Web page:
The Jacksons of Sembawang

30 07 2019

Sembawang is one of just a few places in Singapore in which still holds the charm of a bygone era. The modern world, dominated by the sea of concrete is however, knocking increasing at its door; its latest convert being the the wonderful settings that lent context to (old) Admiralty House. The National Monument, built as the home of Commander of the huge British naval base in 1940, has seen the isolation it was provided with taken away in the effort to provide residents in the area with a sports and community hub. Similarly threatened with modernisation is the area by the coast just east of Sembawang Park and once an area of idyllic seaside villages where the villages of the new world have started to take root. One project that quite thankfully bucks the trend is the recently announced dementia-care village at Gibraltar Crescent. Currently the subject of a URA tender exercise, the village will make use of existing structures inherited from the days of the naval base and (hopefully) preserve some of the environment that the structures now find themselves in – at least for a 30-year period following the award of the tender.

A window into the past.

A quiet area of seemingly typical colonial residences,  a closer examination of the buildings of Gibraltar Crescent will reveal that they are actually quite unique even if they bear quite a fair bit of resemblance to and have many of the features of the residences that have come to be described as “black and white houses”. With the exception of a building that served as the former Dockyard Theatre or the “Japanese Theatre”, the longer than typical structures are raised on concrete columns of a height sufficient to permit a person to walk comfortably underneath the floorboards. Wood is also the main material on the buildings and masonry seems to have been used quite sparingly and used, besides in the supporting columns, in wet areas and in the ground level service structures. Quite interesting because of the wood featured in the buildings’ exterior walls, the structures tended to look more black than white in the days of the naval base as black bituminous paints that weatherproofed the wood.

A view towards the former Dockyard Theatre – a uniquely built structure along Gibraltar Crescent. It is the only large building along the street that is not raised on columns.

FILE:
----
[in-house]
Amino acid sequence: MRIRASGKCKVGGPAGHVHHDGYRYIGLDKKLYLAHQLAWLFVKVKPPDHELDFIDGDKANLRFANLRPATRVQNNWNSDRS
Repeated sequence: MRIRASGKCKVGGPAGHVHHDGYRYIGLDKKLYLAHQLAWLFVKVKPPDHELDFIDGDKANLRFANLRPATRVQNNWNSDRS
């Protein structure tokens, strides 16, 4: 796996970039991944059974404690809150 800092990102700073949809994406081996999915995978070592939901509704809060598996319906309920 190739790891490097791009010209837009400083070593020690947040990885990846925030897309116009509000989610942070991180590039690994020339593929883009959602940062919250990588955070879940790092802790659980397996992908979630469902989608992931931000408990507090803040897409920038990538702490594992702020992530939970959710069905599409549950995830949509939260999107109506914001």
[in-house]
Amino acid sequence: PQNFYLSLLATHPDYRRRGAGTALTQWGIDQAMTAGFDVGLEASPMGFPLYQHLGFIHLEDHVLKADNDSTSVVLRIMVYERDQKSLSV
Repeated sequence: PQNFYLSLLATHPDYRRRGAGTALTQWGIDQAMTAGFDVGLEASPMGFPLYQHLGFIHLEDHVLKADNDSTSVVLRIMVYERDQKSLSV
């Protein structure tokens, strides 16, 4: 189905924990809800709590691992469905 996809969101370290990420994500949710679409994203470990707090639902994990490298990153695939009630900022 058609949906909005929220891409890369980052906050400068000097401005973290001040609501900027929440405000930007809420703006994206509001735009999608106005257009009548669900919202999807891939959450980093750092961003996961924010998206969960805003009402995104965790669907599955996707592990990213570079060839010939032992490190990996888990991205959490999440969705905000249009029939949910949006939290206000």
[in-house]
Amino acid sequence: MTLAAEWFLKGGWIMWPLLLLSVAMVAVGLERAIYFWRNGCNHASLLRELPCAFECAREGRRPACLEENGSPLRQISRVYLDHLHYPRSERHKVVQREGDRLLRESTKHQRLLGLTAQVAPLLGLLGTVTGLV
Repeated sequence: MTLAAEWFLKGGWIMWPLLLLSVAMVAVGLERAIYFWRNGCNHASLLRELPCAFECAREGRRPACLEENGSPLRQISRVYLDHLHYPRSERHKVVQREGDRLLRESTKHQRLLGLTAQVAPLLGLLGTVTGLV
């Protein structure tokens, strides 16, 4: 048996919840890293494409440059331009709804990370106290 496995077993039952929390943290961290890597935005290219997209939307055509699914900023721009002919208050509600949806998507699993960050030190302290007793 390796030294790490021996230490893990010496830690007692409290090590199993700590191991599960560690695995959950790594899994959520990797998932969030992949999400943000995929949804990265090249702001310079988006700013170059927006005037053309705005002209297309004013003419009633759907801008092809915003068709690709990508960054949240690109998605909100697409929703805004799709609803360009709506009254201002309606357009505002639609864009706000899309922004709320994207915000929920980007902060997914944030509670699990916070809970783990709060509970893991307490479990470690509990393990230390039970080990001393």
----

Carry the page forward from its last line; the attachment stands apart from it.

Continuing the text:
There are quite good reasons for the features adopted in the buildings, which were among the first to be erected by the contractor for the naval base, Sir John Jackson & Co, for the purposes of housing its European staff. Known as The “Jacksons” for this reason, they were completed in mid-1929. Features found in other “black and whites”, such as the raised supports, generous verandahs and openings, pitched roofs and wooden floorboards, kept the interiors cool, airy and bright. Although now among the oldest “permanent” residences in the former naval base, as well as being the first to have been purpose built, the buildings were intended as quasi-permanent residences and hence the extensive use of wood.

The Jacksons are raised on concrete supports and feature wooden walls except in the service areas and wet spaces.

Two “Jacksons” under construction in April 1929 (online at National Archives of Singapore).

It is also interesting to note how the various residences, while similar in appearance, have been laid out in what seems to be two distinct arrangements. One type seems to have had more of a layout with more common spaces and was perhaps used to house the lower ranking staff. This design has a centrally arranged service area and besides the access staircases at the back has two arranged at each end in the buildings’ front. The other design seems to have been subdivided into individual units, each with a service area and with what appears to have been an access staircase at both the front and the back.

A unit with a layout that lends itself to a more dorm-like use.

A Jackson which would have been subdivided into three individual units – each with its own service area.

Reports relating to the construction of the base, point to it being one of the largest engineering projects in the world at the time. The contractor employed a daily average of 3,000 coolies and had at least 30 European staff at any one point supervising through the 8 year period (from 1928 to 1936) over which the main contract was executed. The reports point to some 23 residences were built for European staff, along with numerous coolie lines. The residences were eventually handed over the the Admiralty and several among the 23 survived including the structures that are now the subject of the tender survived the war.

The front of one of the Jacksons with projections that would have served as staircase landings.

An exception may have been the Dockyard Theatre, the site of which, based on older maps seems to have been occupied by another of the “Jacksons”. Thought to have been constructed during the occupation – hence the references to it as the “Japanese Theatre” – the multi-use hall is built on a ground-level platform of concrete and is also built primarily of wood. The theatre was used as a to hold live performances including pantomimes and performances by the Naval Base Singers, as well as serving as a hall in which badminton was played in the period after the war until the British pull-out in 1971.